FDR corrections indicated a p-value threshold of p < 0.043 (see Table 1). A significant group-by-condition interaction emerged for mu, indicating that significant differences between ADHD persisters and controls were significantly greater in the fast-incentive condition than in the baseline condition (Table 1). Sigma, tau, theta ERSP, and theta phase consistency did not show significant group-by-condition effects. Compared to controls, ADHD persisters showed significantly higher sigma and tau, and significantly lower fronto-central and centro-parietal theta ERSP, as well as lower theta phase consistency, in both conditions (Table 1). No significant differences emerged in alpha and beta between ADHD persisters and controls (p > 0.1). All RT measures showed within-group decreases from the baseline to the fast-incentive condition (p < 0.001), while theta ERSP in both regions and theta phase consistency did not (all p > 0.1). Among measures showing the significant within-group change between condition, only mu showed a significant difference between groups in the degree of change between conditions (p < 0.001), with persisters changing less than controls (online Supplementary Table S2). Further details on condition and group-by-condition effects are reported in online Supplementary material.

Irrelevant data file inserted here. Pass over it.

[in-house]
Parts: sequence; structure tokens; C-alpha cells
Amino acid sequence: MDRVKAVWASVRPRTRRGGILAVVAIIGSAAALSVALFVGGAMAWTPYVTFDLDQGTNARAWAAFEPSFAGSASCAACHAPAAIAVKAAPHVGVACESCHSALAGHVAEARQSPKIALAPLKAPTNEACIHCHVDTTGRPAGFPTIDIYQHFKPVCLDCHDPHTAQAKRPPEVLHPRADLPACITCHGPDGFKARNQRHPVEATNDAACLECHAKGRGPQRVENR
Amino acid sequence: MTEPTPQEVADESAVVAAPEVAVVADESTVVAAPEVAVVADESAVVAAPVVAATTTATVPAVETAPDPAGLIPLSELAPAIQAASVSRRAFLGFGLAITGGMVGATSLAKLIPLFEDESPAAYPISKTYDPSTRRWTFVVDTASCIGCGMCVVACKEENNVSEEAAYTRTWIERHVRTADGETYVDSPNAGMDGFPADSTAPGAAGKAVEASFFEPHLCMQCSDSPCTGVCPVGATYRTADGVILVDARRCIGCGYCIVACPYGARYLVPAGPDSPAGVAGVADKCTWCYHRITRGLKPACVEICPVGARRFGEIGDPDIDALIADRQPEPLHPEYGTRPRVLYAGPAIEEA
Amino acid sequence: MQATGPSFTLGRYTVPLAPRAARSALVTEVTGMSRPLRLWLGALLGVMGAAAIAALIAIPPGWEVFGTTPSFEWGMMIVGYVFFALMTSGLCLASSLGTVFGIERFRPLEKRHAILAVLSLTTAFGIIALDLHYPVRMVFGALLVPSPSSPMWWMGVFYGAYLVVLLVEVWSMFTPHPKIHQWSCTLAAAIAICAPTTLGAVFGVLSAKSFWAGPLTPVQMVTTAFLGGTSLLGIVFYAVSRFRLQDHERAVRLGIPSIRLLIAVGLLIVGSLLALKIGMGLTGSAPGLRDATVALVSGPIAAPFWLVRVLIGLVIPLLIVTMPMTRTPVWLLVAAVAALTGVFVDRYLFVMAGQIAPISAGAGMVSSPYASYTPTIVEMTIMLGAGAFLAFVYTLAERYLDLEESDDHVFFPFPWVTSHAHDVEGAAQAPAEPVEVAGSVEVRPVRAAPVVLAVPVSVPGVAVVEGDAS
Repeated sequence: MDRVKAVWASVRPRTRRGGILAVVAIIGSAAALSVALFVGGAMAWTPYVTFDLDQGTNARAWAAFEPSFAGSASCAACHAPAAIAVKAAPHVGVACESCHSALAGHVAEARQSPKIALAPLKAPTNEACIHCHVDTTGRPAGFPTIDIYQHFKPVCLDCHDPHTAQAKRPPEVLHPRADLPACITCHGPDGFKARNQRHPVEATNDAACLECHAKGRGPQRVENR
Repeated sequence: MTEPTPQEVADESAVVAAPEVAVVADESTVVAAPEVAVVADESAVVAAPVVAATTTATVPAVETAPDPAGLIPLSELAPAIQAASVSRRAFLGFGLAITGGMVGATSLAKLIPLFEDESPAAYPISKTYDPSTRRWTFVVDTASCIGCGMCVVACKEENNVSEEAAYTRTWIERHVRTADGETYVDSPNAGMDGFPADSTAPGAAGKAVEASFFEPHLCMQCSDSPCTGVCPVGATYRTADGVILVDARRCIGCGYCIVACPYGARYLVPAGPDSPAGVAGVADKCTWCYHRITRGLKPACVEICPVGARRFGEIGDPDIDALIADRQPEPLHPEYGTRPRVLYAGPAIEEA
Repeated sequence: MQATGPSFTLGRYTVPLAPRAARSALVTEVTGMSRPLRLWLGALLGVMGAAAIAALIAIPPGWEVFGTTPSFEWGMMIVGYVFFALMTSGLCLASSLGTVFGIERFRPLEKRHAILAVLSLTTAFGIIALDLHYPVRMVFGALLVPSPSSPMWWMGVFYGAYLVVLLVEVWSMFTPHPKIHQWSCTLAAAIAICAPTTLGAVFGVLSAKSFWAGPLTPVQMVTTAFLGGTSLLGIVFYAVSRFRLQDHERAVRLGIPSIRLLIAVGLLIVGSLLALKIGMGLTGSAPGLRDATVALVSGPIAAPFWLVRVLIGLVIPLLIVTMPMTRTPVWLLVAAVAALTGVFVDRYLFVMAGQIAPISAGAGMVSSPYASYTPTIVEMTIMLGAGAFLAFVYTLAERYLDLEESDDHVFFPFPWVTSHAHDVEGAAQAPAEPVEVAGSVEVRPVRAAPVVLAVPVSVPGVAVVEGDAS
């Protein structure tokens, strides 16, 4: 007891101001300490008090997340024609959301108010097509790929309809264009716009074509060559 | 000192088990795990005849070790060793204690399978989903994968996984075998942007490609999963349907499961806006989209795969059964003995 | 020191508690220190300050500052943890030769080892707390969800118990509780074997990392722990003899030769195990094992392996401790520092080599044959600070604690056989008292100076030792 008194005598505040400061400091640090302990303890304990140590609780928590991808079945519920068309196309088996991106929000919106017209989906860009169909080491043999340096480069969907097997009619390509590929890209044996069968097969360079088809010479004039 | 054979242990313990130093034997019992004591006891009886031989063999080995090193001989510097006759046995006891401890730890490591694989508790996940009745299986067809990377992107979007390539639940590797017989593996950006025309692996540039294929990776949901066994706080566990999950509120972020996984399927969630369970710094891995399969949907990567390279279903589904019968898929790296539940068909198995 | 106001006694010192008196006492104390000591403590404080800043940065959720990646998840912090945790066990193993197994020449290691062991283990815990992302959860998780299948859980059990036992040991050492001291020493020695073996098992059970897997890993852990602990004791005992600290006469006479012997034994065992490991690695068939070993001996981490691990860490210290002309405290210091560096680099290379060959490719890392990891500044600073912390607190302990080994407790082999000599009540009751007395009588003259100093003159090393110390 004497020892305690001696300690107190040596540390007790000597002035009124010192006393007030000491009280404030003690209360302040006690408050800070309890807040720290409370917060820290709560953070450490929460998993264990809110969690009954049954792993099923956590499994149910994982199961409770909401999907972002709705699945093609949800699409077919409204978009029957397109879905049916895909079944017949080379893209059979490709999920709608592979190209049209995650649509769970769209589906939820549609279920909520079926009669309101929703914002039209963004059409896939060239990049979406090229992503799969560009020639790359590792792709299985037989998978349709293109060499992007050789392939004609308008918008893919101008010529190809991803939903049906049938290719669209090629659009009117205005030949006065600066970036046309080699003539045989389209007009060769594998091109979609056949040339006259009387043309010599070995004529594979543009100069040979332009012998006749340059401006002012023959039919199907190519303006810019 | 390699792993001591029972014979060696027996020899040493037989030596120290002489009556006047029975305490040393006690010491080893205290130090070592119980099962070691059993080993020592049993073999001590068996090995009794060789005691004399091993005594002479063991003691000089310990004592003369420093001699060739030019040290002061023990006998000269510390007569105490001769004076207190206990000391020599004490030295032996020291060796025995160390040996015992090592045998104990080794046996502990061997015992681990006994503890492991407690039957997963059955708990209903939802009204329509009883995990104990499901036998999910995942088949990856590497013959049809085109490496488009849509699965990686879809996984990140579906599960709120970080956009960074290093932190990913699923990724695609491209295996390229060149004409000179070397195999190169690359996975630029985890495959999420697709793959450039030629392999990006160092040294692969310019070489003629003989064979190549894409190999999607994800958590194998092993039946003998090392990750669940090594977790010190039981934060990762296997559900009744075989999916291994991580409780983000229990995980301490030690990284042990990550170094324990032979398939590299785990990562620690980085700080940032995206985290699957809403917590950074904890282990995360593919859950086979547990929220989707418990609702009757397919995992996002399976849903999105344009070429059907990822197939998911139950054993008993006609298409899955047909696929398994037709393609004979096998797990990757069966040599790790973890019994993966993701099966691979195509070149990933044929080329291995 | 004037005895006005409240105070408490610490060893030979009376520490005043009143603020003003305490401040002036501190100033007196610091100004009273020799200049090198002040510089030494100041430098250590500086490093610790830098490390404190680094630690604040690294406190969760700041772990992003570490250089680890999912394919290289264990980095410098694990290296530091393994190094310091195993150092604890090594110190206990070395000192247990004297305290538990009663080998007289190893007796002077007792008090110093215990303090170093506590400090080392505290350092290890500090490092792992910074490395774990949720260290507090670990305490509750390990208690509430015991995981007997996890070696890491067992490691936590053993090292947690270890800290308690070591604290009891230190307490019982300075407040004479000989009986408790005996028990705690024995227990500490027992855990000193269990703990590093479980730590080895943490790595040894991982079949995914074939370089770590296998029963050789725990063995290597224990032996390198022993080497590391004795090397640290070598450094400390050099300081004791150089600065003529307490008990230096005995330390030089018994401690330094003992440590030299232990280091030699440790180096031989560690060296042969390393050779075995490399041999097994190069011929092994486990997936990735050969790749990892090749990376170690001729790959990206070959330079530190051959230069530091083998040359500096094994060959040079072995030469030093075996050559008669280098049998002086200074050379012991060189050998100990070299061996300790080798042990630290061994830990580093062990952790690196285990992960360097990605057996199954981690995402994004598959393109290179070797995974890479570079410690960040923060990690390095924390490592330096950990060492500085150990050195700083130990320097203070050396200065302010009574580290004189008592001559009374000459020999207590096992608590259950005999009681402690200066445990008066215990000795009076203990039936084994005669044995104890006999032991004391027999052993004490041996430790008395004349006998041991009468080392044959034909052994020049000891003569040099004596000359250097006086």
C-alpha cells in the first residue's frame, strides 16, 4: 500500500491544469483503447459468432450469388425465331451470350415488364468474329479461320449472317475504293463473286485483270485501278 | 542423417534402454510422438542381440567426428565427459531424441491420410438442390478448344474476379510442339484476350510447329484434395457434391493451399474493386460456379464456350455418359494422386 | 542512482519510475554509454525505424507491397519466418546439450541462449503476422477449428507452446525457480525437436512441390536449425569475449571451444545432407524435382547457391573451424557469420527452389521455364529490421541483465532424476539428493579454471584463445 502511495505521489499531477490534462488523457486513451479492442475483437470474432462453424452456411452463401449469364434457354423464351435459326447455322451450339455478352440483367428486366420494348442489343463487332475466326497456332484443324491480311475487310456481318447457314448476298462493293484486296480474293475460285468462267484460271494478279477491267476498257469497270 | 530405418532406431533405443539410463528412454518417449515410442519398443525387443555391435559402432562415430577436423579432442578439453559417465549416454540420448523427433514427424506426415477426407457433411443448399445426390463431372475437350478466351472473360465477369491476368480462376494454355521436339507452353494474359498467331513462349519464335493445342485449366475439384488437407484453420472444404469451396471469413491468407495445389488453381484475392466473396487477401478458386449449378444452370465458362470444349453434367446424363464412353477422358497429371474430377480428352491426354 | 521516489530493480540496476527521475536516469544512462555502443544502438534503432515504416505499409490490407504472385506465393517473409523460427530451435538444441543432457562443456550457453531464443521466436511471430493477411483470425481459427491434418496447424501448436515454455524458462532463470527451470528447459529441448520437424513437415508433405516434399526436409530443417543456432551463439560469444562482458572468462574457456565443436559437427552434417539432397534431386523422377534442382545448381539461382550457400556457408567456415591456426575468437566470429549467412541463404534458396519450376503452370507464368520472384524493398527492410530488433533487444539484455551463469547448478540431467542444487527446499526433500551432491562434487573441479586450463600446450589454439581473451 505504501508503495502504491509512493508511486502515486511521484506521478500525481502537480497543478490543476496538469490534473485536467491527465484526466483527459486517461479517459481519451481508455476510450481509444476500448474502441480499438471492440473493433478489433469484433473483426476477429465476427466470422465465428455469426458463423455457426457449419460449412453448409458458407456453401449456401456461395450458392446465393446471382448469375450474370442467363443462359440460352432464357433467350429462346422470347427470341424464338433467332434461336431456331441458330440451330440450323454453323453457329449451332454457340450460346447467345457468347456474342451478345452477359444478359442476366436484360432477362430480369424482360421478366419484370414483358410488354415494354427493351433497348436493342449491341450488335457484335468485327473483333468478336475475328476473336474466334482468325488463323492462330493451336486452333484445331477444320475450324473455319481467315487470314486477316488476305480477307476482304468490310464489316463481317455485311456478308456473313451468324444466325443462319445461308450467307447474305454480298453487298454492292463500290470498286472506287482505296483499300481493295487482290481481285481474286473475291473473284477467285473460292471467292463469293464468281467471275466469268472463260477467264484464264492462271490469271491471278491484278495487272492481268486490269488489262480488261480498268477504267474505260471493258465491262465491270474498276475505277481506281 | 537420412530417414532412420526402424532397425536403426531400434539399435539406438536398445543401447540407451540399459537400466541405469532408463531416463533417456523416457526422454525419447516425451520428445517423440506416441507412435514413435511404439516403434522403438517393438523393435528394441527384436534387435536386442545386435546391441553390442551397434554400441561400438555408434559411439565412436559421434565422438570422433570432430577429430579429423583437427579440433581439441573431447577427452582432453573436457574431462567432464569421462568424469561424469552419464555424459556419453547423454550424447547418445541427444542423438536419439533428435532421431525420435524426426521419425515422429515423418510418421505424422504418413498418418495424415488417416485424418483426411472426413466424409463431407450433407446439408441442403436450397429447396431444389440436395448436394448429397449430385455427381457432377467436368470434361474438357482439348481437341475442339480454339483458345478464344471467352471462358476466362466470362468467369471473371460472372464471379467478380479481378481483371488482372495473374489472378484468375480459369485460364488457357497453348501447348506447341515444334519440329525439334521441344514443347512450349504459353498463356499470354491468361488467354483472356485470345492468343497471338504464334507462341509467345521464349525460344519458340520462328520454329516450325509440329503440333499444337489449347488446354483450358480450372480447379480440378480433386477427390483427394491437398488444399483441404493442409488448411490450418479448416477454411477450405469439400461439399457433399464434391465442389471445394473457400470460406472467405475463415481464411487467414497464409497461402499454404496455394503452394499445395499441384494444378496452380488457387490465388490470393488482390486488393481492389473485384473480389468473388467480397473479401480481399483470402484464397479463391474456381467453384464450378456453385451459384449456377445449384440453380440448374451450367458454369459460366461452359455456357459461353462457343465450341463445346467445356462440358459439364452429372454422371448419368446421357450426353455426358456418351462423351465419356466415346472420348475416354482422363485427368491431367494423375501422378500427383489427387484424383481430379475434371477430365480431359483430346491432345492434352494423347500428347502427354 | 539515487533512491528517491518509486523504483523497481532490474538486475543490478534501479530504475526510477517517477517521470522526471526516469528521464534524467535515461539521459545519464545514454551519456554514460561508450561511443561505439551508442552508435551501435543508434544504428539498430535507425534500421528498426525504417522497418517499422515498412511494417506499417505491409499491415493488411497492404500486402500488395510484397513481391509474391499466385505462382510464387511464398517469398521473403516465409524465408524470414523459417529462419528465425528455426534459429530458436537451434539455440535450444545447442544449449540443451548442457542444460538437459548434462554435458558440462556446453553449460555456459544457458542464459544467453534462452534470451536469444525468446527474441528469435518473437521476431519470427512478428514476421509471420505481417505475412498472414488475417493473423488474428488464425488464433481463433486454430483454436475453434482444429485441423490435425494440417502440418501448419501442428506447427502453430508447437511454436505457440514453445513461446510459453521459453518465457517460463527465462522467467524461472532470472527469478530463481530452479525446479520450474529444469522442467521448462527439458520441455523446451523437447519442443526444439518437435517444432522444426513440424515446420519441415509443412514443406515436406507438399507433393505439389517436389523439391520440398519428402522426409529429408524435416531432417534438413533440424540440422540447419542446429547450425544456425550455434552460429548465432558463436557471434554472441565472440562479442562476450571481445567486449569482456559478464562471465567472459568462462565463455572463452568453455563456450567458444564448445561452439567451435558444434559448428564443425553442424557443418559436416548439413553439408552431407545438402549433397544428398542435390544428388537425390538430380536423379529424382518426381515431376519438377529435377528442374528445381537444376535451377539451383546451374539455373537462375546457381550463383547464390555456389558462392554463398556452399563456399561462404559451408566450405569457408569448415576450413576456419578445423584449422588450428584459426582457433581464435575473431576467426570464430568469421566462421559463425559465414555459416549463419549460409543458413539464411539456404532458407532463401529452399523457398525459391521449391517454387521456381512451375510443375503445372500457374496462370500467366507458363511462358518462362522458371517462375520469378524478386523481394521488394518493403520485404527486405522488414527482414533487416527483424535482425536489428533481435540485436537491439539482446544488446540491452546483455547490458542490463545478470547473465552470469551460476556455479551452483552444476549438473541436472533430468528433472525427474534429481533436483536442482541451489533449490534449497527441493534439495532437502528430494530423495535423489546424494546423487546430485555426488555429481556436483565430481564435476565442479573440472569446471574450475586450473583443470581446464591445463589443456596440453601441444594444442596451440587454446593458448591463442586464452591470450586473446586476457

Table 1. Group comparisons on ex-Gaussian and EEG time-frequency measures in the baseline and fast-incentive conditions and across conditions

ADHD, attention-deficit/hyperactivity disorder; ERSP, event-related spectral perturbation; FC, fronto-central; CP, centro-parietal.